Kxʼa languages

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Angola, Namibia, and Botswana
Linguistic classificationOne of the world's primary language families
(traditionally considered Khoisan)
Kx'a Languages in Orange

The Kxʼa /ˈkɑː/ languages, also called Ju–ǂHoan /ˌˈhæn/, is a language family established in 2010 linking the ǂʼAmkoe (ǂHoan) language with the ǃKung (Juu) dialect cluster, a relationship that had been suspected for a decade.[1] Along with the Tuu languages and Khoe languages, they are one of three language families indigenous to southern Africa, which are typologically similar due to areal effects.


ǂʼAmkoe had previously been lumped in with the Tuu languages, perhaps over confusion with the dialect name ǂHȍȁn, but the only thing they have in common are typological features such as their bilabial clicks.

Honken & Heine (2010) coined the term Kxʼa for the family as a replacement for the rather inaccessible compound Ju–ǂHoan (easily confused with the Juǀʼhoan language), after the word [kxʼà] 'earth, ground', which is shared by the two branches of the family, though also by neighboring languages such as Kwadi.


Honken & Heine (2010) reconstruct six places of click articulation for Proto-Kxʼa: the five coronal places that occur in Central ǃKung, plus the bilabial clicks of ǂʼAmkoe. They postulate that the ancestral bilabial clicks became dental in ǃKung. However, Starostin (2003)[2] argues that the bilabial clicks are a secondary development in ǂʼAmkoe. He cites the ǂʼAmkoe words for 'one' and 'two', /ŋ͡ʘũ/ and /ʘoa/, where no other Khoisan language has a labial consonant of any kind in its words for these numerals. Sands (2014) notes that ǂʼAmkoe bilabial clicks correspond to all clicks places in ǃKung except for palatal. She postulates that these reflect labialized clicks in Proto-Kxʼa: *ǀʷ *ǃʷ *‼ʷ *ǁʷ. These became bilabial in ǂʼAmkoe, while the only traces of the labialization in ǃKung are diphthongs. An example, from Proto-Kxʼa *‼ʷ, is 'tail' in ǂHoan /ʘχúì/, Juǀʼhoan /ǃxúi/ and Ekoka /ǁxóe/ (from Proto-Ju *‼xoe: retroflex clicks merged with alveolars in Southern ǃKung, with laterals in Northern ǃKung, and only remained retroflex in Central ǃKung.) The lack of **ǂʷ is not surprising, given the relative rarity of labiovelarized palatals crosslinguistically.[3]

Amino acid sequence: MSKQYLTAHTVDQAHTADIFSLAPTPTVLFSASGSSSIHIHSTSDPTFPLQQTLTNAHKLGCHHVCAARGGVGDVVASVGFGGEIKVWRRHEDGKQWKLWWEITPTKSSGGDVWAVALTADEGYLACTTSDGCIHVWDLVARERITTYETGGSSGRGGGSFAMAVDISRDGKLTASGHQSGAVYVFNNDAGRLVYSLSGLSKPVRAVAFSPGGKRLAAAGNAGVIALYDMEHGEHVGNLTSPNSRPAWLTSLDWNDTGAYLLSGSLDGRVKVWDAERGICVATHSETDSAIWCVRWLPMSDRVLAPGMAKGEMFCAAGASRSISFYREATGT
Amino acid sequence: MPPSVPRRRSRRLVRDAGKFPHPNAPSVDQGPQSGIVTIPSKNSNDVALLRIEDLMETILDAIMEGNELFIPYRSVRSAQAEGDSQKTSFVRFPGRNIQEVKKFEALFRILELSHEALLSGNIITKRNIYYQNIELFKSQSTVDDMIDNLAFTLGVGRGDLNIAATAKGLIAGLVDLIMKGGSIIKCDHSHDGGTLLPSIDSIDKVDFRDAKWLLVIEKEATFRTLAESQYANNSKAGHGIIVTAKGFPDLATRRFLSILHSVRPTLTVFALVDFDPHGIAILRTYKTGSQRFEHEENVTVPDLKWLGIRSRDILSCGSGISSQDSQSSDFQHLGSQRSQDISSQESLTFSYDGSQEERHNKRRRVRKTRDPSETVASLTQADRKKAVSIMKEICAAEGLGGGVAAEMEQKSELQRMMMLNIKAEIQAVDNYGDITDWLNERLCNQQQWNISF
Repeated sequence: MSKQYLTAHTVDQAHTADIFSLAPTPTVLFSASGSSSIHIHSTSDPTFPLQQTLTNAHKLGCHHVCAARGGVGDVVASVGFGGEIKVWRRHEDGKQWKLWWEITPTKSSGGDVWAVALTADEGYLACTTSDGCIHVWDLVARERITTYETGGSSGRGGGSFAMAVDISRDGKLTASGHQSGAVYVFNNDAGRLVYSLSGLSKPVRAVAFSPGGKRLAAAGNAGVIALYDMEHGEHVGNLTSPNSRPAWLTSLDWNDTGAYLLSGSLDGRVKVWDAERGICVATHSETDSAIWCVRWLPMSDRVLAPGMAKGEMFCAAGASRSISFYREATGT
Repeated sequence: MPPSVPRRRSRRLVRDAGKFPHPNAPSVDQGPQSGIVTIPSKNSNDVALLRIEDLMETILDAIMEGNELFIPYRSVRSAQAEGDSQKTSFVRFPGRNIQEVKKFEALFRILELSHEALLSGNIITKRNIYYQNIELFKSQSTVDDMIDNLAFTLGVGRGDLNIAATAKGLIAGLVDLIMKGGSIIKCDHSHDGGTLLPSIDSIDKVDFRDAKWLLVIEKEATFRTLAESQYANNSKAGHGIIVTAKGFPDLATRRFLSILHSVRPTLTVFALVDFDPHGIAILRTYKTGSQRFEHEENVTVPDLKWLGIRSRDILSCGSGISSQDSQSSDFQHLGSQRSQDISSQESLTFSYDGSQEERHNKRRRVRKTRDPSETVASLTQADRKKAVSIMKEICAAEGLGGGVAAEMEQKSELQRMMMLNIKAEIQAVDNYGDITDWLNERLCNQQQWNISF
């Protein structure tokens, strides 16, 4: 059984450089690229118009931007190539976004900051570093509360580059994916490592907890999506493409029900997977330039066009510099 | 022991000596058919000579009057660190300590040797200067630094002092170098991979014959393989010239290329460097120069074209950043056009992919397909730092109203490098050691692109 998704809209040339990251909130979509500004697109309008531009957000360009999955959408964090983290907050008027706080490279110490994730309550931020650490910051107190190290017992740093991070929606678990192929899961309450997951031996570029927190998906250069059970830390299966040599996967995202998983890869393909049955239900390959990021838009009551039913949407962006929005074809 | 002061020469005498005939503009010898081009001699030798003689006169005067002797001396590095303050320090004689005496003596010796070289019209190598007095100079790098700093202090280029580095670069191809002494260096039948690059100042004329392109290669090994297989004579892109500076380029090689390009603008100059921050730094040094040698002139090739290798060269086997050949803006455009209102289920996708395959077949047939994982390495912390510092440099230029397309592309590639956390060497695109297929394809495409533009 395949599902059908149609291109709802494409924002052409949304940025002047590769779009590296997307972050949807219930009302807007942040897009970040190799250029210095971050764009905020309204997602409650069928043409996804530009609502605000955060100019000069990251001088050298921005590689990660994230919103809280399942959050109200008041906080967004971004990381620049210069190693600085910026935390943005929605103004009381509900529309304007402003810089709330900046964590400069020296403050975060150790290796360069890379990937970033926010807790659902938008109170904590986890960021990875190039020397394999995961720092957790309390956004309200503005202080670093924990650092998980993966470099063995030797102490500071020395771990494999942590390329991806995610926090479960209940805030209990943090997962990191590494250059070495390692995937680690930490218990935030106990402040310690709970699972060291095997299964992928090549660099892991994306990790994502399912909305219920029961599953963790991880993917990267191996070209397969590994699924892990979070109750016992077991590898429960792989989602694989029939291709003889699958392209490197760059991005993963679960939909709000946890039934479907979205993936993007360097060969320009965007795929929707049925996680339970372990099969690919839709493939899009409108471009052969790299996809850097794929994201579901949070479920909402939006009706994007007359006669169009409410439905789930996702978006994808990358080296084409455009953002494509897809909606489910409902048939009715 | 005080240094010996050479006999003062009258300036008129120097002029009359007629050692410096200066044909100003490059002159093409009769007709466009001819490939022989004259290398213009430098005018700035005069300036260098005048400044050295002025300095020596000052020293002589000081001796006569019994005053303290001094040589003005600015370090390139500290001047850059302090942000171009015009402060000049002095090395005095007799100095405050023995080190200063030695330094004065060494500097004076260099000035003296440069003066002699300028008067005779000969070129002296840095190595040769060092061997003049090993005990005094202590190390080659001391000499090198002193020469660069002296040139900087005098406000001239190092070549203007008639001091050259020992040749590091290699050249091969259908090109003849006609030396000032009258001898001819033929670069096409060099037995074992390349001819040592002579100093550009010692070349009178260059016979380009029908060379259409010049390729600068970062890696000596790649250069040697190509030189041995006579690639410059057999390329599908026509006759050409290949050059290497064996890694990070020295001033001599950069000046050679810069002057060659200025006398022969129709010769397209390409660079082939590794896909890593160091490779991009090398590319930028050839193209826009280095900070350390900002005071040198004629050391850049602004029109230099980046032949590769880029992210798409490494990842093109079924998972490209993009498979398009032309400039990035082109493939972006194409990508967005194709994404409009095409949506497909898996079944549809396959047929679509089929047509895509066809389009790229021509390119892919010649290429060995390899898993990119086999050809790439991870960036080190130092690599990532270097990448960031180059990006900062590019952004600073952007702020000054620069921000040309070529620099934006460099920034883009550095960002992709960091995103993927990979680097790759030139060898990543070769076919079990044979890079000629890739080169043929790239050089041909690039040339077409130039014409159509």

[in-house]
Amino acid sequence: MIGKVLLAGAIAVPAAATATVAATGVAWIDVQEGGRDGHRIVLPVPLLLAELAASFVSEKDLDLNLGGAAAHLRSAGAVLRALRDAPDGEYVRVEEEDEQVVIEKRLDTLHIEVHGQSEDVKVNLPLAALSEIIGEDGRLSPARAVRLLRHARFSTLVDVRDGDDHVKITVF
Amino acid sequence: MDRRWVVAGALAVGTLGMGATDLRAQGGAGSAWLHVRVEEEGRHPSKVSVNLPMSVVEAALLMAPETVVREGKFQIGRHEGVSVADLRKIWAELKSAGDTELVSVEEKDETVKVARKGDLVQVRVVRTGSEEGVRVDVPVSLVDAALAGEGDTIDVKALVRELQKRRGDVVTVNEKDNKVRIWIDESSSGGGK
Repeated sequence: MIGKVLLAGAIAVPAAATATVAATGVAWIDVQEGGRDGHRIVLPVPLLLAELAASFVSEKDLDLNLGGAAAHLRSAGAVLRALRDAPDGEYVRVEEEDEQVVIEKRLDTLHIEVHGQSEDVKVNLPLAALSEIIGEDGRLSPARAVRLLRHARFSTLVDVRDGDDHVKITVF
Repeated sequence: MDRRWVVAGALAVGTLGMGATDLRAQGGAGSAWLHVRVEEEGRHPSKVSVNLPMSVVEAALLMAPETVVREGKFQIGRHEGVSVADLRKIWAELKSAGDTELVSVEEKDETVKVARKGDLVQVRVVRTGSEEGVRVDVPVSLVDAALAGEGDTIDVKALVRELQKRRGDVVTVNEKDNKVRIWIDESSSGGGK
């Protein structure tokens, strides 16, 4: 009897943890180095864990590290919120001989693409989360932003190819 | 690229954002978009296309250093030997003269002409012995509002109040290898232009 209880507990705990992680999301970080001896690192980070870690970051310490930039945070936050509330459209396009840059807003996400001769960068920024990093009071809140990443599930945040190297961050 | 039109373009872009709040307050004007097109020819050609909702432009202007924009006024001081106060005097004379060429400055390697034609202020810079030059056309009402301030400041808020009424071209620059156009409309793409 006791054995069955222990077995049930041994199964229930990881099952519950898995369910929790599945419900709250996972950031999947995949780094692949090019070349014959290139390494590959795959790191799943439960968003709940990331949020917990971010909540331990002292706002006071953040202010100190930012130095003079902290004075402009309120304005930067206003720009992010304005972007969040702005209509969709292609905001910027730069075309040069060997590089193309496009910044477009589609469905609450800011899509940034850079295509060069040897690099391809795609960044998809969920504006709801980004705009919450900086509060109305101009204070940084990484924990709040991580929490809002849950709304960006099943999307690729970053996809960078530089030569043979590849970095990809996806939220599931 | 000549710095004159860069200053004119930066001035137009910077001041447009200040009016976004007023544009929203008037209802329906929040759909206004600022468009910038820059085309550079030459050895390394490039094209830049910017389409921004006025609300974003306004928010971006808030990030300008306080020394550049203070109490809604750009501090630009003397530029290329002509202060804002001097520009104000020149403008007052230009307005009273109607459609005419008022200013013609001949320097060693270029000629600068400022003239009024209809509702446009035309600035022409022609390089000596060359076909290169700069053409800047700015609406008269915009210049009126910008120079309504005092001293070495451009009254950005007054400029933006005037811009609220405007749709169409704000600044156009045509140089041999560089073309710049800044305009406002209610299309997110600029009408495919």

1. ^ Honken, H. and Heine, B. 2010. "The Kxʼa Family: A New Khoisan Genealogy" Archived 2018-11-02 at the Wayback Machine. Journal of Asian and African Studies (Tokyo), 79, p. 5–36.
  2. ^ Starostin G. (2003) A lexicostatistical approach towards reconstructing Proto-Khoisan, page 22. Mother Tongue, vol. VIII.
  3. ^ Bonny Sands (2014) "Adoption, maintenance and loss of click contrasts." Paper presented at Sound Change in Interacting Human Systems, 3rd Biennial Workshop on Sound Change, University of California, Berkeley.